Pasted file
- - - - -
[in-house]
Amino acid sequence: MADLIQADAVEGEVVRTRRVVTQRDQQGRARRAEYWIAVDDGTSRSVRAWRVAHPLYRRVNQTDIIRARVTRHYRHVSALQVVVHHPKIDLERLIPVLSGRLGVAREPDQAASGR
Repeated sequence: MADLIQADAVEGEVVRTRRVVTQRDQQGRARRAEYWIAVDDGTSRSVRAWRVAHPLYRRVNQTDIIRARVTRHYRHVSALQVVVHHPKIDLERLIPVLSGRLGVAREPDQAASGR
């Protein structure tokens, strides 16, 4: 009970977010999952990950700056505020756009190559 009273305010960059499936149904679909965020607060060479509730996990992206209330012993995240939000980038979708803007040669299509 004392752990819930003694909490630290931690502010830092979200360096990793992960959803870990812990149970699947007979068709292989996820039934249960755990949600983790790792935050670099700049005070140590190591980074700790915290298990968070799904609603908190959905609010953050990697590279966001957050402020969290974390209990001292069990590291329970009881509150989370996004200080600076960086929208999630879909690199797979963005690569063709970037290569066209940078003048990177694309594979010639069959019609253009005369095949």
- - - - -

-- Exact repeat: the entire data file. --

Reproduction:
[in-house]
Amino acid sequence: MADLIQADAVEGEVVRTRRVVTQRDQQGRARRAEYWIAVDDGTSRSVRAWRVAHPLYRRVNQTDIIRARVTRHYRHVSALQVVVHHPKIDLERLIPVLSGRLGVAREPDQAASGR
Repeated sequence: MADLIQADAVEGEVVRTRRVVTQRDQQGRARRAEYWIAVDDGTSRSVRAWRVAHPLYRRVNQTDIIRARVTRHYRHVSALQVVVHHPKIDLERLIPVLSGRLGVAREPDQAASGR
């Protein structure tokens, strides 16, 4: 009970977010999952990950700056505020756009190559 009273305010960059499936149904679909965020607060060479509730996990992206209330012993995240939000980038979708803007040669299509 004392752990819930003694909490630290931690502010830092979200360096990793992960959803870990812990149970699947007979068709292989996820039934249960755990949600983790790792935050670099700049005070140590190591980074700790915290298990968070799904609603908190959905609010953050990697590279966001957050402020969290974390209990001292069990590291329970009881509150989370996004200080600076960086929208999630879909690199797979963005690569063709970037290569066209940078003048990177694309594979010639069959019609253009005369095949």